At the start of Wimbledon, player-turned-commentator Andrew Castle angrily smashed a forehand at the sceptics who question Johanna Konta’s credentials as Britain’s great-hope-in-whites.
Well, to cries of “Let’s go, Jo-Ko, let’s go” the last home hope left standing enthralled the Centre Court by battling through to the quarter-finals. For a moment, right at the end, she very nearly threatened to snatch defeat from the jaws of victory – how British would that have been? If what got her through her third match point came from somewhere else, then thank goodness for it.
After defeating two-times singles champion Petra Kvitova 4-6, 6-2, 6-4, Konta faces another Czech today in Barbora Strycova, pictured. With more shocks yesterday, including the exit of No 1 seed Ashleigh Barty, it’s maybe not quite anybody’s tournament with Serena Williams lurking, but Konta definitely has a chance.
“I don’t look at it like that,” she said when invited to talk up her prospects of becoming the first Brit to win the women’s singles since Virginia Wade way back in 1977. “Every person that’s still in the draw, there’s a reason why. The eight best players of this tournament are still there.”
Konta was born in Australia to Hungarian parents before moving here and for this reason, Castle said, “some bitter people will forever doubt that she is fully British – but for me she is”.
There was no question, though, that Centre gave her their fullest backing for the latest and most rigorous test of her credentials as a possible champ. The crowd cheered in all the right places – and groaned and sighed, too.
“They were magnificent,” agreed Konta. “A British player in front of a home crowd, you’re always going to be spoiled for support, spoiled for just the energy they give you. I’m really pleased that I got to play an entertaining match for them because I felt they enjoyed it.” Enjoyed? Well maybe they did over that bowl of strawberries later or more likely that glass of wine – for the nerves, you understand.
The first set was tense, tight and tenaciously fought, but Kovitova’s fearsome club of a forehand looked like being the dominant shot and so it proved. The Czech wasn’t moving much but when you’ve got that weapon, running around can be superfluous. It was already a high-quality encounter with Konta narrowly failing to grab her chance of a break and then Kvitova showing her how it’s done.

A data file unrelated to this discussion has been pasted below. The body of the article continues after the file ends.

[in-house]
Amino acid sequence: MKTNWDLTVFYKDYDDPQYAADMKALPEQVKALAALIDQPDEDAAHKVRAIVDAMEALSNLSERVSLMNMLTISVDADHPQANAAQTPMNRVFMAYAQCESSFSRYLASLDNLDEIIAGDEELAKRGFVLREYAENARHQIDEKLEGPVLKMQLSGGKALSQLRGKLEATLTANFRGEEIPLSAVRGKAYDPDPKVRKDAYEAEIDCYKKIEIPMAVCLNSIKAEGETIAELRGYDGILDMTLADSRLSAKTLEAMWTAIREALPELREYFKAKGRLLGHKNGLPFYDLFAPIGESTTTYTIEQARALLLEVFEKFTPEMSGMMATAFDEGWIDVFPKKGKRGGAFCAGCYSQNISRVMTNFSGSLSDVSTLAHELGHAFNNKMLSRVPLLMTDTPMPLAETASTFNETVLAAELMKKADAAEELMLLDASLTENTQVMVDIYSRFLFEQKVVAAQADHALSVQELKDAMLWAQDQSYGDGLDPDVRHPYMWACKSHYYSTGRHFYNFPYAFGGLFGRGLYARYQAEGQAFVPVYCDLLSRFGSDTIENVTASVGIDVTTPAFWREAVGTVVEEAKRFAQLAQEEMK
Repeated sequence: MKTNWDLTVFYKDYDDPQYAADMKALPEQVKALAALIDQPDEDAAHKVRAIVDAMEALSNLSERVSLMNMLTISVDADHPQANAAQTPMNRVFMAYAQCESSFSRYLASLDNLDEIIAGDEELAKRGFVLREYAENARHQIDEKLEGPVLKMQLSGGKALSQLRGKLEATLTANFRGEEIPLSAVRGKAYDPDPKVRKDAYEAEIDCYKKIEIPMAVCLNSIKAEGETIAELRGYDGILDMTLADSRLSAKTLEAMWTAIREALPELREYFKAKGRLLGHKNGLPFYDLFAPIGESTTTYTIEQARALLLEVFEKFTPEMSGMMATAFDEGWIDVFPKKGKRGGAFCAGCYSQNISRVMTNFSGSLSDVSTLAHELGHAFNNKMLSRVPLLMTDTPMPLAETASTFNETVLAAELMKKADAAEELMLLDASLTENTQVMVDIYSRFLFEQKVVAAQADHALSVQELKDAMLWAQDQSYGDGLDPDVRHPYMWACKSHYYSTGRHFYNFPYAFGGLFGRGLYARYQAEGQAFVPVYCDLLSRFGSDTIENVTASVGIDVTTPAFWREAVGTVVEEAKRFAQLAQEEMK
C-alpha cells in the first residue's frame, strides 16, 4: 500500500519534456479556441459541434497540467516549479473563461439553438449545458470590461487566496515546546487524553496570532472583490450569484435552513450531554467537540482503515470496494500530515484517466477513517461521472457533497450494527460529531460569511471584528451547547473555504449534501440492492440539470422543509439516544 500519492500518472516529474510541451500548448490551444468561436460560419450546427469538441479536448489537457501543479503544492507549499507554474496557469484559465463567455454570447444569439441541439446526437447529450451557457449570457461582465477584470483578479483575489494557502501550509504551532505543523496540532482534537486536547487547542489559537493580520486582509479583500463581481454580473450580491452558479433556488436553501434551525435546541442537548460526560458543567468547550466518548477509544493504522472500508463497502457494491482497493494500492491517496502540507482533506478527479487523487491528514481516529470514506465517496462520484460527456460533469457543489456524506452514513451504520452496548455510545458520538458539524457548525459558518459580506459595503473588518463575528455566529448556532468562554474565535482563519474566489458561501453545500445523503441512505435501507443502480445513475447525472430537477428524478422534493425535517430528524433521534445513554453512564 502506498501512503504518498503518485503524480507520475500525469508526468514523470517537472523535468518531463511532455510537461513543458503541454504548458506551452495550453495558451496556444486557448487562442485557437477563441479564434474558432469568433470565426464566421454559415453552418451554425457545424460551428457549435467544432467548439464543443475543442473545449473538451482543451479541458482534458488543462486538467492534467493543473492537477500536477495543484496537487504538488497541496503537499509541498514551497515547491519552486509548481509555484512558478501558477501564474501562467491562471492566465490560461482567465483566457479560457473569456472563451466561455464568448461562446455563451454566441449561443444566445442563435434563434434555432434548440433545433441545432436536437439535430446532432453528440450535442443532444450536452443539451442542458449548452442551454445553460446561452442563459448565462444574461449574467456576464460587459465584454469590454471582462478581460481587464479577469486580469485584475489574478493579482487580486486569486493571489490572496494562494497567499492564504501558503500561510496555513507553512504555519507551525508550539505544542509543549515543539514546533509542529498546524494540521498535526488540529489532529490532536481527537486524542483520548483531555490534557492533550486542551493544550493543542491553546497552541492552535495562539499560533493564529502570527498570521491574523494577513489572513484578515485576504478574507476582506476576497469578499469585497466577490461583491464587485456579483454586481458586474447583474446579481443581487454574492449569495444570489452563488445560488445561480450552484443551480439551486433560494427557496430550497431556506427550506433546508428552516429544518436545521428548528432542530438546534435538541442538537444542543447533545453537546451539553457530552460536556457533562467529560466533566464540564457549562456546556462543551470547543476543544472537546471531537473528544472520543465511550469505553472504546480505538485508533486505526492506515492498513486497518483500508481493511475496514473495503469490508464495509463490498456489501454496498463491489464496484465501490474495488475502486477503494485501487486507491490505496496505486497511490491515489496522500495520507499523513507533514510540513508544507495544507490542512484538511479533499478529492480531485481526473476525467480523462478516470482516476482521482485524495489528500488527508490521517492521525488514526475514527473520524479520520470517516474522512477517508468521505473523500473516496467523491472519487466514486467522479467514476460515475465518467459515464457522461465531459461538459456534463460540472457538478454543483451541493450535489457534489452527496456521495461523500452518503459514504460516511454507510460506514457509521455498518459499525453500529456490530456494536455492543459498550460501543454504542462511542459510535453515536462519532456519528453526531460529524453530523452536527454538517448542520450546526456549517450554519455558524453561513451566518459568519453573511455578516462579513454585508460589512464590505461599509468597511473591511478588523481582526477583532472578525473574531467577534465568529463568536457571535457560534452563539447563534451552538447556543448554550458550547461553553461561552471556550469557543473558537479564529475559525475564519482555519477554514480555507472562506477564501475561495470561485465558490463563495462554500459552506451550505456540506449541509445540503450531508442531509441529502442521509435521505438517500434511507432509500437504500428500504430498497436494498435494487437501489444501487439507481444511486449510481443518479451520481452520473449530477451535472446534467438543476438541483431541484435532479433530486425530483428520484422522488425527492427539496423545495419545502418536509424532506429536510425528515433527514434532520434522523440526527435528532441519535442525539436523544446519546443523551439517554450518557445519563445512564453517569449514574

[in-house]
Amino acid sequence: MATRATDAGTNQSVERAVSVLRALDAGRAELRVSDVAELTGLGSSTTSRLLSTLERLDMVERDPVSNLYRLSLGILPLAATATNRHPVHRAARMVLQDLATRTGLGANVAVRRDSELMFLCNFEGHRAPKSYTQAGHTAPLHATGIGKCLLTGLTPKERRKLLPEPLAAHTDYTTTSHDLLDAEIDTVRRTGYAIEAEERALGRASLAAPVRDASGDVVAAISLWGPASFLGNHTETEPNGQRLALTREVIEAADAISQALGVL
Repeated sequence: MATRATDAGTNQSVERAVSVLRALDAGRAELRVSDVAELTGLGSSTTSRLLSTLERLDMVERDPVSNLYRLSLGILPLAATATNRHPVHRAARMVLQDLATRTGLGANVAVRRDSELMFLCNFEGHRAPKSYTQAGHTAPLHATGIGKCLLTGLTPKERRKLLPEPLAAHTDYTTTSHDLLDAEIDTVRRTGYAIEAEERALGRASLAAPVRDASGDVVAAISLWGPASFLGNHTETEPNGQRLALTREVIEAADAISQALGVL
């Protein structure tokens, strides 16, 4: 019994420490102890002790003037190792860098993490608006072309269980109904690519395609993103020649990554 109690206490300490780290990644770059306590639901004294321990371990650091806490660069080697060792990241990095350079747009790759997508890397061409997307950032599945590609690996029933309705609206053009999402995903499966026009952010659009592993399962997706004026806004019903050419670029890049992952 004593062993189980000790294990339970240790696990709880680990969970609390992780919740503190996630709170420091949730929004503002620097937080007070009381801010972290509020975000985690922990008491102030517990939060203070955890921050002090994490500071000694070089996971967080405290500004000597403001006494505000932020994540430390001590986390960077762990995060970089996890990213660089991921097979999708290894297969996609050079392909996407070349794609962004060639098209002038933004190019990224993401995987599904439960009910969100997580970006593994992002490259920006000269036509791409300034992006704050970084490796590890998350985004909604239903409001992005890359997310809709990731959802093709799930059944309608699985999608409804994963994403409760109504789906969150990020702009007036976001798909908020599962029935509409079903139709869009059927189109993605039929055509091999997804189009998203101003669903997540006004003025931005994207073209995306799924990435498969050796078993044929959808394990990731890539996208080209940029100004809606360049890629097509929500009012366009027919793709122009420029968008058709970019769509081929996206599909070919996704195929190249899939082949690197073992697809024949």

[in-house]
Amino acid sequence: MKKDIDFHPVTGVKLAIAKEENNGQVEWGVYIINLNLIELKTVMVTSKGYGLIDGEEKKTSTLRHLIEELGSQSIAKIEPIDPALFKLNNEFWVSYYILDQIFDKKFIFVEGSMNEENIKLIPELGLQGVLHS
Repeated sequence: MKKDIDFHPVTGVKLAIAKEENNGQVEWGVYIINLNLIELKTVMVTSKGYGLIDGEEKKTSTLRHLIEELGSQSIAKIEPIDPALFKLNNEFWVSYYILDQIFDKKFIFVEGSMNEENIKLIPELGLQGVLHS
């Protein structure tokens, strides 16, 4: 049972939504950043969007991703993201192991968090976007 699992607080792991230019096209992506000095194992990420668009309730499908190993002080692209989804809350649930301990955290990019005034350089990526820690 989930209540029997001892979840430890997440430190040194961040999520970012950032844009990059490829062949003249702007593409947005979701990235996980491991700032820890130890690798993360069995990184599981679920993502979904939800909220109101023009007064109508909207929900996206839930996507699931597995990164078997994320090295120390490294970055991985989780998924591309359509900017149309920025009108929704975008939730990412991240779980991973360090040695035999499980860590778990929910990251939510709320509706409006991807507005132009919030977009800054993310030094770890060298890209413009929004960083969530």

“I actually thought I did quite well in that first set to stay with her,” said Konta. “There was very little in it, she just started playing incredibly well. I knew going into the match there would be big pockets where I would have very little say in it.”
Strangely, those pockets closed up for Kvitova after that. Then again, injury had restricted her preparations for Wimbledon. Then again, Konta has been serving well with good defence. Maintaining 2019’s useful knack of prevailing in the final set and not choking, though her semi-final defeat at Roland-Garros must have been difficult to forget.
Konta aimed to make amends for the first set quickly, breaking Kvitova in the opening game of the second. The next game lasted 12 minutes. Konta then faced two break points but recovered with the help of a familiar one-two: wide-swinging serve, then a screeching forehand to the open side.
There was no let-up in the tension or the quality with the first point of the next game producing the longest rally – 16 shots. Then suddenly, out of this claustrophobic tennis, Konta could glimpse some daylight. There was another break and a hold for 4-0. Konta was in control now, her opponent making far more errors. Before she had the chance to serve for the set Konta required treatment on an ankle – a strip of plaster and, bizarrely, wafting with a purple fan. She jumped back on to the court and, showing no ill effects, levelled the match with an ace.
Kvitova then left the court for a break while Konta sat with a towel on legs which bounced furiously as she contemplated the deciding set. Kvitova opened it by serving to love then let out a blood-curdling scream. Hopefully she wasn’t in pain and was simply trying to motivate herself but she was under pressure the next time she served, and whenever the rallies went any distance Konta usually emerged with the point. She achieved another break but it wasn’t over yet.
The Kvitova forehand revived to take her within a point of breaking back but Konta’s serve was too strong. Konta fancied breaking Kvitova again, a drop volley and a zinging forehand putting her in prime position. Kvitova emitted another Hammer Horror scream but succumbed.
Four-one up - there wouldn’t be a wobble, would there? Konta served for the last eight, fluffed a drop shot, hit one of those unstoppable forehands, double-faulted, blew two match points - and the game. Was she thinking of Roland-Garros and about to scream herself? Konta lost the next game but still had a break. Then, to big, unequivocal cheers, she had the match.